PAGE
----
People constantly talk about ‘striking a happy medium’ and I’ve often wondered if this is, in fact, possible? So many factors would have to be finely balanced in order for this to be achievable and human nature is so inherently fallible (certainly in my case, anyway!) that somewhere along the lines the potential for error must arguably be too great!
I’m always utterly fascinated by family dynamics and I derive huge comfort from seeing that my parental struggles are by no means unique! The notion that the ‘second child’ is always something of a handful certainly rang true in our case, but then I’m the fourth out of six – so I’m not entirely sure how that should have affected my own personality or emotional development… Perhaps being ‘somewhere in the middle’ has left me ‘floundering’ (in hierarchical terms at least) and unable to voice my wishes / feelings with any degree of conviction? I suspect, though, that my colleagues might (ever so politely) disagree!
I’ve written before about the sibling rivalry that pervades our home-life and (by association) my largely unremitting role as judge and jury. However, as the boys get that little bit older, I’m beginning to catch glimpses of certain (almost desirable) traits coming to the fore, and I find myself daring to hope that they will, eventually, manage to reach an ‘uneasy peace’.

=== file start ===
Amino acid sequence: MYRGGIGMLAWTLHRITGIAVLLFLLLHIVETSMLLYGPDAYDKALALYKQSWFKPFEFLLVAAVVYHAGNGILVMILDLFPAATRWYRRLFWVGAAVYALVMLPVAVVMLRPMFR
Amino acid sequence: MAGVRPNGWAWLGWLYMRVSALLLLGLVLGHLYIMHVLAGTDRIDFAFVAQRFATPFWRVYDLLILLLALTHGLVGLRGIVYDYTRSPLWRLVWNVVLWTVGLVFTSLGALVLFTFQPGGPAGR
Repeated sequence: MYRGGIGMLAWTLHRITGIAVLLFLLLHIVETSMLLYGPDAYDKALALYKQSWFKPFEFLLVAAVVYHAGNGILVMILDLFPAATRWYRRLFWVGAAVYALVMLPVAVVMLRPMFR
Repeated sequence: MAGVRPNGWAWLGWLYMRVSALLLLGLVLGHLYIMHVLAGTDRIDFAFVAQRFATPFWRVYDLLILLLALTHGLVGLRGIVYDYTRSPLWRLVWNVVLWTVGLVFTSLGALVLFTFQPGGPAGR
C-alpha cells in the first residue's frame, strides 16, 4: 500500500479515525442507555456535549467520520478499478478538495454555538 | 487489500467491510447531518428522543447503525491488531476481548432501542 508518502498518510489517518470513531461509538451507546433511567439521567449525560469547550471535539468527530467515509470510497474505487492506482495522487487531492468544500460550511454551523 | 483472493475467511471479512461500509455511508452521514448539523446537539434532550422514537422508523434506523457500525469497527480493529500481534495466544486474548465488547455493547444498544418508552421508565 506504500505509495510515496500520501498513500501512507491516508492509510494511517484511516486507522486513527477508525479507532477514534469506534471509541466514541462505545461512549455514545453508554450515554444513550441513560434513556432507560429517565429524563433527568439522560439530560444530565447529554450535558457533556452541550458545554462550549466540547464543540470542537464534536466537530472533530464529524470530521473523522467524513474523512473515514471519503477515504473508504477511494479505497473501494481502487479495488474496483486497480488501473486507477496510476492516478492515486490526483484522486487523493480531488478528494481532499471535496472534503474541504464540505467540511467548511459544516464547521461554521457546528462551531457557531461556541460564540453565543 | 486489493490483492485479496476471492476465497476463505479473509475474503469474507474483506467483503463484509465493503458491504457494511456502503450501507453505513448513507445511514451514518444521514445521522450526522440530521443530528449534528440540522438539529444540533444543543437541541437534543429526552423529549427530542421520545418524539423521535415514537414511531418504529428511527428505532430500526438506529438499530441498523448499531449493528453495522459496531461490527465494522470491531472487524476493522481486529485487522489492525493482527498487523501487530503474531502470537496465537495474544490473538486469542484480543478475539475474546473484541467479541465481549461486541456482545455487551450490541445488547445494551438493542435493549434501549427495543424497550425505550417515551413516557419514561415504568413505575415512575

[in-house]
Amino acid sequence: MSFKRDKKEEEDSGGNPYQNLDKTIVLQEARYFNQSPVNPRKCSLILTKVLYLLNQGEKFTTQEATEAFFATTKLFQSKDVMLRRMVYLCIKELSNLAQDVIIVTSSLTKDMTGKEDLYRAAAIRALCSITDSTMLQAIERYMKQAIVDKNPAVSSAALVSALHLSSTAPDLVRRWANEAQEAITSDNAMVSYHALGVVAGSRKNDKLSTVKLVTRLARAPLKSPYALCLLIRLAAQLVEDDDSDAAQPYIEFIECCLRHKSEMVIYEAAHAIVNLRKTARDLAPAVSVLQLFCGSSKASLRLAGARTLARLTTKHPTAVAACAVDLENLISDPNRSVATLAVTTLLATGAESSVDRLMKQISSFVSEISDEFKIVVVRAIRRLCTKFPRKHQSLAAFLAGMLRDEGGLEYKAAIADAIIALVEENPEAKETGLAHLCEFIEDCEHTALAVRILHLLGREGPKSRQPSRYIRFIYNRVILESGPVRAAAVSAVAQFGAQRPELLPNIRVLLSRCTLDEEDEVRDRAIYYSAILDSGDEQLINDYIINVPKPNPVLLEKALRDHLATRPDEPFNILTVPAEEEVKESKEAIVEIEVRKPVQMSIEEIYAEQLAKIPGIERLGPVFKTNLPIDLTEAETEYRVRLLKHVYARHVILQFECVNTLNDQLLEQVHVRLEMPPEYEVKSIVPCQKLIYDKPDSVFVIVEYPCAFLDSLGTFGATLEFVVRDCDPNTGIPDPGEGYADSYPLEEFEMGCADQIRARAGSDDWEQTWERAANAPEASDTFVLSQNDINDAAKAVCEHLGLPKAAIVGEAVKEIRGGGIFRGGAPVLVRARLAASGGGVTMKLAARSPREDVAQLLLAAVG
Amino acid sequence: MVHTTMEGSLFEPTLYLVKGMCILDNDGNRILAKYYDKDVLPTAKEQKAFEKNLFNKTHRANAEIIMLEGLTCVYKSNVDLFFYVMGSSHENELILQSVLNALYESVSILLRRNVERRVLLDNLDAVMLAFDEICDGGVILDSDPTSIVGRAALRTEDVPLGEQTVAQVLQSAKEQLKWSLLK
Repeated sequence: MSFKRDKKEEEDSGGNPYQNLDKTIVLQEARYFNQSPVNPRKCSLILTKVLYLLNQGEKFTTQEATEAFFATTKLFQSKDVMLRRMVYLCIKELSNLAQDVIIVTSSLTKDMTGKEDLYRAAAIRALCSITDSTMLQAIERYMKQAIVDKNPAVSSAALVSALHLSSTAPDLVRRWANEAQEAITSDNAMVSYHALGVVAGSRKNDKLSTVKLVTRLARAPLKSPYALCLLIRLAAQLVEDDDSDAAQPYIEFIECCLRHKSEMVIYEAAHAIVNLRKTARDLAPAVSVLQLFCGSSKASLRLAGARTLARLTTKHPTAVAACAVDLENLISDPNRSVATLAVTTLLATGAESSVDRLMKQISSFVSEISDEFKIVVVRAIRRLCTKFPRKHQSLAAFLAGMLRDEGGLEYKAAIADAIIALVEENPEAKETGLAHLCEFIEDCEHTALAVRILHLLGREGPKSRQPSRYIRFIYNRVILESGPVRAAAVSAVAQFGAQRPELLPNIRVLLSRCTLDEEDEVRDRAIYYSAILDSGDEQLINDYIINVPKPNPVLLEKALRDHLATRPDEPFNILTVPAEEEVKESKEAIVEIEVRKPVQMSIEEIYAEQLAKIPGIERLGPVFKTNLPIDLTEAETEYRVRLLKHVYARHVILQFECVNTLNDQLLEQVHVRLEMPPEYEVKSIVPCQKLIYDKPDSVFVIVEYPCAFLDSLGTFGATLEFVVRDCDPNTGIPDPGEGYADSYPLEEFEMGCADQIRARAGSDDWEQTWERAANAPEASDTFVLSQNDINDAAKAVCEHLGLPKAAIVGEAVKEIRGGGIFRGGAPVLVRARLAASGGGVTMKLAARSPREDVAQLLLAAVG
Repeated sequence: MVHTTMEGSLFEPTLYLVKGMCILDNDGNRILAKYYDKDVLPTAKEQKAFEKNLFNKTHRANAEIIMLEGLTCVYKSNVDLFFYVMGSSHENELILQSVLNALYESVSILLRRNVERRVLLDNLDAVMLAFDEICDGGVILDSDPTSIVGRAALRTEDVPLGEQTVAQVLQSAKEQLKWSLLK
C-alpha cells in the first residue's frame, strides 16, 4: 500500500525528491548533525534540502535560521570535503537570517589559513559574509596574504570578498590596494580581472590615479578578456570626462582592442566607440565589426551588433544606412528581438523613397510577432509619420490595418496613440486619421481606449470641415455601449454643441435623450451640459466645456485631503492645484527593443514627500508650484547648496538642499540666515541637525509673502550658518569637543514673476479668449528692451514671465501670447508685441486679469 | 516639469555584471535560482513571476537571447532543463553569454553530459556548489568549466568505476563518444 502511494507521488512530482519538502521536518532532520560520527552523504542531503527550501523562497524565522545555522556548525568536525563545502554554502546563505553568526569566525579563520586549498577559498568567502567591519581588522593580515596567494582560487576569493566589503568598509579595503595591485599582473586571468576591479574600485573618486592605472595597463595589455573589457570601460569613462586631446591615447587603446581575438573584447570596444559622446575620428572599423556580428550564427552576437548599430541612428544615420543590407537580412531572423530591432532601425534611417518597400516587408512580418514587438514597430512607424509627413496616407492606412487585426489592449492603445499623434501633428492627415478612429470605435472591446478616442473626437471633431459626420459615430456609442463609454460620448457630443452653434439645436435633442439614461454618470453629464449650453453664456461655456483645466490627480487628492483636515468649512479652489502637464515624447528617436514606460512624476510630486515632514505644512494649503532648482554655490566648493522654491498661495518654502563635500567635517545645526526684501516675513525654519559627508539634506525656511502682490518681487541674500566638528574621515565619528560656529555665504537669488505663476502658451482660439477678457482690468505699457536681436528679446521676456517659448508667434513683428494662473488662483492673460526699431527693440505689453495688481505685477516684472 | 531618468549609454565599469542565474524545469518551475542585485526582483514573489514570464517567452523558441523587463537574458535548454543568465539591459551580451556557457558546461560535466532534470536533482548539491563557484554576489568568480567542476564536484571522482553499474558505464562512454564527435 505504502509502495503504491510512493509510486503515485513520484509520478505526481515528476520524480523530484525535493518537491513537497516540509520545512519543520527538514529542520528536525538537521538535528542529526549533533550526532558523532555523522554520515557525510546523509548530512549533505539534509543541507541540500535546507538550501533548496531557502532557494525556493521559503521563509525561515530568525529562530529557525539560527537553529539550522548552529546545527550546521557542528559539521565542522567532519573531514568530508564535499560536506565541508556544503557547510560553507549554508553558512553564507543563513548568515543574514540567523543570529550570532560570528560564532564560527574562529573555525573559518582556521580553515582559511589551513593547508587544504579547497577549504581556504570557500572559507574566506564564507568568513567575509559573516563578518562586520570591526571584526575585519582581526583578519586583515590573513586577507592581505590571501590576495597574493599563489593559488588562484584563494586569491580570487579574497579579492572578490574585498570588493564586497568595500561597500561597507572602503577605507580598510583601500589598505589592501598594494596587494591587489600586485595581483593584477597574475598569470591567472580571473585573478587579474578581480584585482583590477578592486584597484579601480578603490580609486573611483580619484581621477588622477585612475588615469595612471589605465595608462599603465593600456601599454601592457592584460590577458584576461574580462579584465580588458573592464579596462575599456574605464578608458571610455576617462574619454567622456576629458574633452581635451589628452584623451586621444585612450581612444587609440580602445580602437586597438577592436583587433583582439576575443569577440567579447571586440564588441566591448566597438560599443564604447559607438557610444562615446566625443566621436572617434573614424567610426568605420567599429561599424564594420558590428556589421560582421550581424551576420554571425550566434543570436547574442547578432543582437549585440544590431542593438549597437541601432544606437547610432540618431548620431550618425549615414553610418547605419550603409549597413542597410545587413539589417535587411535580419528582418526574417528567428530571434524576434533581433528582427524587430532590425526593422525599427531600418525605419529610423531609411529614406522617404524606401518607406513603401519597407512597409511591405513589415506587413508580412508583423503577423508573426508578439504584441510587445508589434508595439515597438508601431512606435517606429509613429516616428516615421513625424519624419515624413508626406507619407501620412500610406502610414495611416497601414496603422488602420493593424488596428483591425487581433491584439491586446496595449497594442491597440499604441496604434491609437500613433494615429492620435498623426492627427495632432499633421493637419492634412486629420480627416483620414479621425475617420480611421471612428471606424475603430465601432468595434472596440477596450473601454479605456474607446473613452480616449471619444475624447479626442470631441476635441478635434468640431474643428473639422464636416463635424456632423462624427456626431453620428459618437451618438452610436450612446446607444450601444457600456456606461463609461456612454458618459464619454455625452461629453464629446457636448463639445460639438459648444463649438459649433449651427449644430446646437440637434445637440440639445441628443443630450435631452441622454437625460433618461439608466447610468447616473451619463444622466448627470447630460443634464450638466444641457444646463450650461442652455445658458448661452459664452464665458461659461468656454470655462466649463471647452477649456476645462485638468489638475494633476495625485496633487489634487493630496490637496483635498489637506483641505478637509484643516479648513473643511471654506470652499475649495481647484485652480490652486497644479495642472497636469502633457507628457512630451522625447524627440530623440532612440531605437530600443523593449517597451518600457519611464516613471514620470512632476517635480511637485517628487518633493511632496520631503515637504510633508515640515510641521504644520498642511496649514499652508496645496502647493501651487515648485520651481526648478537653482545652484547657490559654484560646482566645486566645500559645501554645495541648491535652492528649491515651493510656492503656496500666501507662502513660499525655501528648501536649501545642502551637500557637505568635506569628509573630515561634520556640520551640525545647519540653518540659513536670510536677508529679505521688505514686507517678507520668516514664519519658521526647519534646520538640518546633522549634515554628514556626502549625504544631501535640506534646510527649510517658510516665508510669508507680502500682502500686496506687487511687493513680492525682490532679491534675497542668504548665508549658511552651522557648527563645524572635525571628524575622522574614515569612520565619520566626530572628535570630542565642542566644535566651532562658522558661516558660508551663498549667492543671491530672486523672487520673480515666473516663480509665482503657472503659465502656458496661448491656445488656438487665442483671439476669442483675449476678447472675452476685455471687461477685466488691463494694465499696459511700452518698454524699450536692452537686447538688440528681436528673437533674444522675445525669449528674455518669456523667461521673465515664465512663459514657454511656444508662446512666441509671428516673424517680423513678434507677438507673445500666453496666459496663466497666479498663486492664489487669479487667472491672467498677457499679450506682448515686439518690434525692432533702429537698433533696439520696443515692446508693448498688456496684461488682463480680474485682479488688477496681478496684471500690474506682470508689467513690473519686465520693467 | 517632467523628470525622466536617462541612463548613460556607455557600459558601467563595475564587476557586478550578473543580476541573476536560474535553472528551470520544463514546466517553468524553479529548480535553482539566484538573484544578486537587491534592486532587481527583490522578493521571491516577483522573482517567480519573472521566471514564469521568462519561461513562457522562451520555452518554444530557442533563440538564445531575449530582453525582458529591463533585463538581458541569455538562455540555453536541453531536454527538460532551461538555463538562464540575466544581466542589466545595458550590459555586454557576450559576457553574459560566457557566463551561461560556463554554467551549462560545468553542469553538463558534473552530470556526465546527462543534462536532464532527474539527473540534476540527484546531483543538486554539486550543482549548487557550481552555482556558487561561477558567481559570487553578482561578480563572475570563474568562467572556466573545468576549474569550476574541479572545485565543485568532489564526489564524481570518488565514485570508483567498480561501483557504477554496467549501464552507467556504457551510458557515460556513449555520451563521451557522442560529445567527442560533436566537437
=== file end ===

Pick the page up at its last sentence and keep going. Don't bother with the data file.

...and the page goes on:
The fact of the matter is that my boys couldn’t be more different. My eldest is shy, relatively sensible (he is a prepubescent boy, after all!) and prefers to observe first, then join in later. My youngest is self-assured, quick-witted, and impetuous – and causes us far more heartache as a result. In this regard then, I must confess that I am utterly guilty of wanting my boys to ‘strike a happy medium’. After all, being polite and unassuming doesn’t tend to fare all that well in a Saturday morning league match but then again, neither does one want to be the parent of a child for whom a red card might almost become a ‘badge of honour’!
With the return of a third UK lockdown, I’m fairly confident that parents far and wide have been desperately striving for a healthy balance between ensuring that their children continue to make some sort of academic progress, whilst trying to protect their physical and emotional wellbeing too. For those parents also trying to hold down a job, it can feel like something akin to being a trapeze artist, where the margin for error is depressingly slim. It seems to me then, that the quest for a better work-life balance, the holy grail of parenting or indeed the happy medium, is something that is destined to haunt us all for many more years to come. If, on the other hand, you are fortunate enough to stumble upon it, please don’t be shy in coming forward; my liver and /or sanity might depend upon it!